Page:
Space: Rocket Trip With Jeff Bezos Sells For $28M

Blue Origin New Shepard rocket


A seat on a planned short space trip by Blue Origin, the aerospace company owned by Amazon’s Jeff Bezos, has been auctioned off for a large amount – $28mn. That emerged as the winning bid from a group of 7,600 people across 159 countries.

  • The $28mn bid was won by a yet-to-be-identified person, who will take a short trip to space aboard Blue Origin’s New Shepard rocket. He/she will tag along with Jeff Bezos and his brother Mark Bezos on the trip to the edge of space.
  • It’ll be a short 11-minute trip to suborbital space and back as the first crewed mission undertaken by Blue Origin. It’s a critical first space trip with humans aboard since Blue Origin was founded in 2000.
  • The ride aboard Blue Origin’s rocket is scheduled for July 20, barely two weeks after Bezos will step down as Amazon’s CEO and become Chairman. It seems he has been waiting all this while to relinquish his CEO duties and take a trip to space.
  • Blue Origin’s first crewed mission is a thing of pride for Bezos in the billionaire space race where he’s competing with the likes of Elon Musk (SpaceX) and Richard Branson (Virgin Orbit). Among the three, he’ll be the first to reach space by himself.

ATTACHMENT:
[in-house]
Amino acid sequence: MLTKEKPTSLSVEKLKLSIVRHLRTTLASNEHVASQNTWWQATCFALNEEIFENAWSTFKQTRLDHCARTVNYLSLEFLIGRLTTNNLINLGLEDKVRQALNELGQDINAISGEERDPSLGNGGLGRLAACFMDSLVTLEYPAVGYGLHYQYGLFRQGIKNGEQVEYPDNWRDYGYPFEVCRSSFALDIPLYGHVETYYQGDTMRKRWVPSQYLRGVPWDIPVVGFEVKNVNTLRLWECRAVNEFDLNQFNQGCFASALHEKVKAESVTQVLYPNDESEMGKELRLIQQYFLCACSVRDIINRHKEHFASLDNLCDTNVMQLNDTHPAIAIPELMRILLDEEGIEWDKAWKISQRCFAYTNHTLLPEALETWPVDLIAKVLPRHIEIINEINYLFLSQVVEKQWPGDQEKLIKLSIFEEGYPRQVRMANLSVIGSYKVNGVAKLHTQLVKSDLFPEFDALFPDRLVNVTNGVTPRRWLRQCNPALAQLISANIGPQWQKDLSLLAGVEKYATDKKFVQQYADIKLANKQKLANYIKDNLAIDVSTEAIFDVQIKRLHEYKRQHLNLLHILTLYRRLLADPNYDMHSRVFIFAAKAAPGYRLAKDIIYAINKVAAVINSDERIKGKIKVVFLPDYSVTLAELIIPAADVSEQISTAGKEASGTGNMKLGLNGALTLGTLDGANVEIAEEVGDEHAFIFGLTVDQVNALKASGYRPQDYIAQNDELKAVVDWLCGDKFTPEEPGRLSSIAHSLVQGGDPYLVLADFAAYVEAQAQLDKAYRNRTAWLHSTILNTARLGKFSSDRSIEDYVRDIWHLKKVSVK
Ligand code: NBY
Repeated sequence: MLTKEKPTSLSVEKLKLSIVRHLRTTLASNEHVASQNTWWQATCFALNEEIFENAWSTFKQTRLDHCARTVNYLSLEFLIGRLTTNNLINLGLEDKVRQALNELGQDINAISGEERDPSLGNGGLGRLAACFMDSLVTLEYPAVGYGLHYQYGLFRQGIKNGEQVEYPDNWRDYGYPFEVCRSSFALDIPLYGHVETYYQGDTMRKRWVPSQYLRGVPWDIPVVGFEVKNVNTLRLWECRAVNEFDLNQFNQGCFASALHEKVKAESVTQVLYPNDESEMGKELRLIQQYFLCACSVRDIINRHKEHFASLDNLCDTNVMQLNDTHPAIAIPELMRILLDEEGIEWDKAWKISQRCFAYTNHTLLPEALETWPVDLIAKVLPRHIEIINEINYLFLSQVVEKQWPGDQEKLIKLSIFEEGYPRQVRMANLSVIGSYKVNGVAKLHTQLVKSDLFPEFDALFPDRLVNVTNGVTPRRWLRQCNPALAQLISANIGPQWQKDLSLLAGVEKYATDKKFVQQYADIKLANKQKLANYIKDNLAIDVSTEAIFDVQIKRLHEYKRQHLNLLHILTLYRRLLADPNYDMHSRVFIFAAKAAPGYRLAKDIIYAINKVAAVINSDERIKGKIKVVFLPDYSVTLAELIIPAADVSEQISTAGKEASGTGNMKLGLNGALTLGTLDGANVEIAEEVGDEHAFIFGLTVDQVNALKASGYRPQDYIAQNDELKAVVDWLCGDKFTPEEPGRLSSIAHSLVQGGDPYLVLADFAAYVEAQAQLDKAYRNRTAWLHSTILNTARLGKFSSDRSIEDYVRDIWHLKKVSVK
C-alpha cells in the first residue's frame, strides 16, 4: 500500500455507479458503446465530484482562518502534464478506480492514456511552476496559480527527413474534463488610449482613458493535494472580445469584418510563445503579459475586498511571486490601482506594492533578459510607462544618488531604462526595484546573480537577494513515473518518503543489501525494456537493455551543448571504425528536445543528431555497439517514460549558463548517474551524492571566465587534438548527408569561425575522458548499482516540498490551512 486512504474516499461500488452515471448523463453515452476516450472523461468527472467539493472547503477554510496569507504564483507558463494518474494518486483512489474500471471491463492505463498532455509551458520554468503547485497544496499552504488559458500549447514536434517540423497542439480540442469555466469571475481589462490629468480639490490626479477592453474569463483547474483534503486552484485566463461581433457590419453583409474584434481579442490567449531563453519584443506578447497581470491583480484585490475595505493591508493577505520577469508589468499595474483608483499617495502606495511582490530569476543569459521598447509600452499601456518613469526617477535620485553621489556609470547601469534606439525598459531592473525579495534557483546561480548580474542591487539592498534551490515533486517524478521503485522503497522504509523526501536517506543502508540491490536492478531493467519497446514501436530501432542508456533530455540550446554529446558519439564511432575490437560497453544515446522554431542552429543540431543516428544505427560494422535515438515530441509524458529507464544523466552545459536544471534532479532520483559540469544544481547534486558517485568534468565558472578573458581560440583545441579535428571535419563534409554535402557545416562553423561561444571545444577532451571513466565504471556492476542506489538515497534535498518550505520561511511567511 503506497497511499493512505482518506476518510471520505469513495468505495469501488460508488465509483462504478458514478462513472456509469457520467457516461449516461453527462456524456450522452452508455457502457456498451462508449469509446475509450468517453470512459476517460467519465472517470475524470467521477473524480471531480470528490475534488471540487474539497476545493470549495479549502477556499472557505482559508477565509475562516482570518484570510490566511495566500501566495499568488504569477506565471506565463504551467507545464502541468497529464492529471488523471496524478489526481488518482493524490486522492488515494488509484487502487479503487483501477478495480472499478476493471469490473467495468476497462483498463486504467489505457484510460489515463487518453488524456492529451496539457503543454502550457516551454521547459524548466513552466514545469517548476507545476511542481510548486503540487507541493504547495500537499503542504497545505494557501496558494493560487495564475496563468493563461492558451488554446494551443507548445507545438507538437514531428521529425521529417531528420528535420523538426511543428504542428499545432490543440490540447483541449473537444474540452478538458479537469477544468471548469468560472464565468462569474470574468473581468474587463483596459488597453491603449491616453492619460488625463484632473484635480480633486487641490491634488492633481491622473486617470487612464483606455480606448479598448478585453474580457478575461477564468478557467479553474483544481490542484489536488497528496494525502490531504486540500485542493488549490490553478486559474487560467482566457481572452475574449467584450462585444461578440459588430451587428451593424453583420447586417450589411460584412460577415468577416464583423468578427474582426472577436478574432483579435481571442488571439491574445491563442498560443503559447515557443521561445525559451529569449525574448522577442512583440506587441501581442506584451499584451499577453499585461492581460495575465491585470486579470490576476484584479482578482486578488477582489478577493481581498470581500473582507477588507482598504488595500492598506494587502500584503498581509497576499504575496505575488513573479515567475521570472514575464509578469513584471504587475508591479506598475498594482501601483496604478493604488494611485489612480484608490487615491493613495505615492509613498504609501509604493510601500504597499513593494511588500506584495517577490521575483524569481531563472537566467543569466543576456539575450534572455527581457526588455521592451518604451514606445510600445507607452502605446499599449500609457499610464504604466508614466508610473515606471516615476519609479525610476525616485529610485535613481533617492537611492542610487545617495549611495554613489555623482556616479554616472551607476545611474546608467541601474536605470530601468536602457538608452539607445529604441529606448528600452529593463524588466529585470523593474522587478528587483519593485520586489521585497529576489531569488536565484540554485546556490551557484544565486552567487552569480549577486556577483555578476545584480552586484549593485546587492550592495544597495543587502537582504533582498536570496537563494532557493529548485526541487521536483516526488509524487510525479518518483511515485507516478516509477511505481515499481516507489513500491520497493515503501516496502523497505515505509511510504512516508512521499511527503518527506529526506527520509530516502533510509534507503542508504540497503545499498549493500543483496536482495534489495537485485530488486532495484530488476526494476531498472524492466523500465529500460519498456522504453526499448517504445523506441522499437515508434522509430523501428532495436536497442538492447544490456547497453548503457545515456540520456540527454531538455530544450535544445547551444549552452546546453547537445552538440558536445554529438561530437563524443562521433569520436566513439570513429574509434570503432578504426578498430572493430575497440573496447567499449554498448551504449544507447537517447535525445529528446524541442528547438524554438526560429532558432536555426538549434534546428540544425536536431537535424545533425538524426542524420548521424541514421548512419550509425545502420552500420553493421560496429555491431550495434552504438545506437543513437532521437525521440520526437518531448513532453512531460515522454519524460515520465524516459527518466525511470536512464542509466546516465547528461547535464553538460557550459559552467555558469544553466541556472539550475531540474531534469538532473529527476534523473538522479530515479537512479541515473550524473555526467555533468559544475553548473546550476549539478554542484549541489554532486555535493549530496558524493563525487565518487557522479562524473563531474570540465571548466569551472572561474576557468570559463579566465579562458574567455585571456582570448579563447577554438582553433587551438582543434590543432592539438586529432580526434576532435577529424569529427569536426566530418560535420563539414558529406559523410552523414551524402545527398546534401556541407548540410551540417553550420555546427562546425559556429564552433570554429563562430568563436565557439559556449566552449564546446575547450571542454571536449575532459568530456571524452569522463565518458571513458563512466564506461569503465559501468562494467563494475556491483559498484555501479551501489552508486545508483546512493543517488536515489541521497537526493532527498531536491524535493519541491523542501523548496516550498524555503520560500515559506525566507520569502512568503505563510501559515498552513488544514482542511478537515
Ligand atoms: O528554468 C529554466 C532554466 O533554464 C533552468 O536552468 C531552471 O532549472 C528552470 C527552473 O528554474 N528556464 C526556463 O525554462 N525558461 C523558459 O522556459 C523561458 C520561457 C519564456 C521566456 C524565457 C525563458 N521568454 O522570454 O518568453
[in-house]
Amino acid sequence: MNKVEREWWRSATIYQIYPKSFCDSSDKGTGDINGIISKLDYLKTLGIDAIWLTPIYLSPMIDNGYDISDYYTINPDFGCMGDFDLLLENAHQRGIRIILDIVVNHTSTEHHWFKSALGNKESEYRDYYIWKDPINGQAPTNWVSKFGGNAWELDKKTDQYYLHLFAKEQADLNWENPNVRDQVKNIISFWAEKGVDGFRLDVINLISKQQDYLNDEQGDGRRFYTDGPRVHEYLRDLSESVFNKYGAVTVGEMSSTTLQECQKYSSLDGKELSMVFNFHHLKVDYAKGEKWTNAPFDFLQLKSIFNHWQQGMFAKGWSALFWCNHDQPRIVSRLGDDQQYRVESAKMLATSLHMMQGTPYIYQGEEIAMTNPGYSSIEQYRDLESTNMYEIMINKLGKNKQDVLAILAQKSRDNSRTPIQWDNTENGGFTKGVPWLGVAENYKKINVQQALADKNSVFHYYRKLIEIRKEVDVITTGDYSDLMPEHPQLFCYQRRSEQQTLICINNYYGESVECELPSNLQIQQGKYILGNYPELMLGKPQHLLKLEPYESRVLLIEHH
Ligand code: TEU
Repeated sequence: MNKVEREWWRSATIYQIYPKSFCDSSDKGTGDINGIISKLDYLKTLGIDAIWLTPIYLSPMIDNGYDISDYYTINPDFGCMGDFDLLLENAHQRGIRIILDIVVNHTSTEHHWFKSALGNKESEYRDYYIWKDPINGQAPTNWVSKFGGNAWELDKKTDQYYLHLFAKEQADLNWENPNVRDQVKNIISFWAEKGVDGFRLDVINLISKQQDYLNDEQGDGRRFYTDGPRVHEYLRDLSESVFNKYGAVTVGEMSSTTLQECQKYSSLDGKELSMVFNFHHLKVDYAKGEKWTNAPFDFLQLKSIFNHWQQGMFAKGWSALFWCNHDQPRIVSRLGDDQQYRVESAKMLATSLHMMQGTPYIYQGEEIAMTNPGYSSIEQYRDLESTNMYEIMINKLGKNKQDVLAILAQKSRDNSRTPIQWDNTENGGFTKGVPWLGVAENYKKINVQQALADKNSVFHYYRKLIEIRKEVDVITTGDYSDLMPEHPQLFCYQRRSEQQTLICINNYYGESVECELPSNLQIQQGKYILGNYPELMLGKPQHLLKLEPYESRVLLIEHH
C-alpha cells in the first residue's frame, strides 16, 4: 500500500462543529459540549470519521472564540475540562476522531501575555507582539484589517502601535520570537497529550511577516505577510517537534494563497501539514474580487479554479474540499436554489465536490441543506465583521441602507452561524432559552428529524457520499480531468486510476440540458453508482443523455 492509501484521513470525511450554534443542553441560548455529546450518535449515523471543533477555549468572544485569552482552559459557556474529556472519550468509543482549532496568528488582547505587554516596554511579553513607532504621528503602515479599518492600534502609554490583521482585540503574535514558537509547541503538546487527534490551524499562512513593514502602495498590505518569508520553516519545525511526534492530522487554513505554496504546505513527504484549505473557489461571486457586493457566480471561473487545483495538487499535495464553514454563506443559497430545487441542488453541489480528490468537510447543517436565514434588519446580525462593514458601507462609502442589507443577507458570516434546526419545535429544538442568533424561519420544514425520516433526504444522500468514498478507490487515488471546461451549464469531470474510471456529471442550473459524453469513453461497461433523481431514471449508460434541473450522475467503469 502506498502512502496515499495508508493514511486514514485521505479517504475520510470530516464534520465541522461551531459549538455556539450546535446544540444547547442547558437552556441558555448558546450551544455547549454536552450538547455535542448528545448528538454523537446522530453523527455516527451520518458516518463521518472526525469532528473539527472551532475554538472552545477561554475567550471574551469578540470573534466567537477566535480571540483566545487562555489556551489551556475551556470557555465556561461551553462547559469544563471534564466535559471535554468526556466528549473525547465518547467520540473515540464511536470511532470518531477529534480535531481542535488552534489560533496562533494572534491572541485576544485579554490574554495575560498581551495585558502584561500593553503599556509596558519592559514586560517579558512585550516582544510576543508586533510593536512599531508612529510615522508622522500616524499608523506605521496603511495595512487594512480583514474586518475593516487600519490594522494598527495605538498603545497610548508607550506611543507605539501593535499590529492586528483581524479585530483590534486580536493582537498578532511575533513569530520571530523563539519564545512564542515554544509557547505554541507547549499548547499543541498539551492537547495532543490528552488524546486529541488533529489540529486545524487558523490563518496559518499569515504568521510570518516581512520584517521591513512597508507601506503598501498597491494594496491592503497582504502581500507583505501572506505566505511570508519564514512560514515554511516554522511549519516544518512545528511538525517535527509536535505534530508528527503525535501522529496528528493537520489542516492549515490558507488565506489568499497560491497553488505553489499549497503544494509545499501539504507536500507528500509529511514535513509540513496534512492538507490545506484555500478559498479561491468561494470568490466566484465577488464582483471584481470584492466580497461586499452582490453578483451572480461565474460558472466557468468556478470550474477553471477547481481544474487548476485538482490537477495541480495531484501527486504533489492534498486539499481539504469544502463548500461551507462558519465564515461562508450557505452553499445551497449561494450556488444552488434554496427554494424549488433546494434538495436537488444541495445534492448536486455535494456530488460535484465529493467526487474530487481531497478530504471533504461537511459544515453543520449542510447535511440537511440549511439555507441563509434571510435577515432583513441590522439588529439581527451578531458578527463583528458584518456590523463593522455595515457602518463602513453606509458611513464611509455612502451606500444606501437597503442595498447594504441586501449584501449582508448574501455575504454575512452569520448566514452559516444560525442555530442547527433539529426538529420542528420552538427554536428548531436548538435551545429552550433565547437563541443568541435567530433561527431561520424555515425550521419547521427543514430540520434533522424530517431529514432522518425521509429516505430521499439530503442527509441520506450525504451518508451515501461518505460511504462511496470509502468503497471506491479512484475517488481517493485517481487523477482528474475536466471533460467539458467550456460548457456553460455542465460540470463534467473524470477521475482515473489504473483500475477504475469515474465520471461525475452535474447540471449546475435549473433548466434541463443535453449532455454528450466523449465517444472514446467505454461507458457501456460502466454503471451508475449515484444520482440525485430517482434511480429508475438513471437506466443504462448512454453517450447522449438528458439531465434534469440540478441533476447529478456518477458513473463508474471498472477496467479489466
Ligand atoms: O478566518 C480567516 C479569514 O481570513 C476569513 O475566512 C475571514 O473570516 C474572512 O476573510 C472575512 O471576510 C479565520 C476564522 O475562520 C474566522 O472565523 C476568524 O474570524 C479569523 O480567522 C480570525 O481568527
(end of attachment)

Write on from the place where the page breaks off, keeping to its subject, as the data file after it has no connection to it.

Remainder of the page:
• Though, Bezos won’t be the first known billionaire to hit space. That title has already gone to Mark Shuttleworth, who spent eight days on the International Space Station (ISS) in 2002 at just 28 years old. He paid a reported $20mn for the trip. 
  • Bezos launched Blue Origin in 2000, at a time when he also hard at work building Amazon into the tech behemoth it is today. Two years later, a then little-known entrepreneur named Elon Musk launched SpaceX, which has far eclipsed Blue Origin in the spaceflight industry.
  • Since its start, Blue Origin has been wholly funded by Jeff Bezos with little or no revenues. The $28mn winning bid represents the first major income for the space company, though it’ll be given to an affiliated STEM education foundation named Club for the Future.

Photo credit: NASA Flight Opportunitieslicensed under CC BY-NC 2.0

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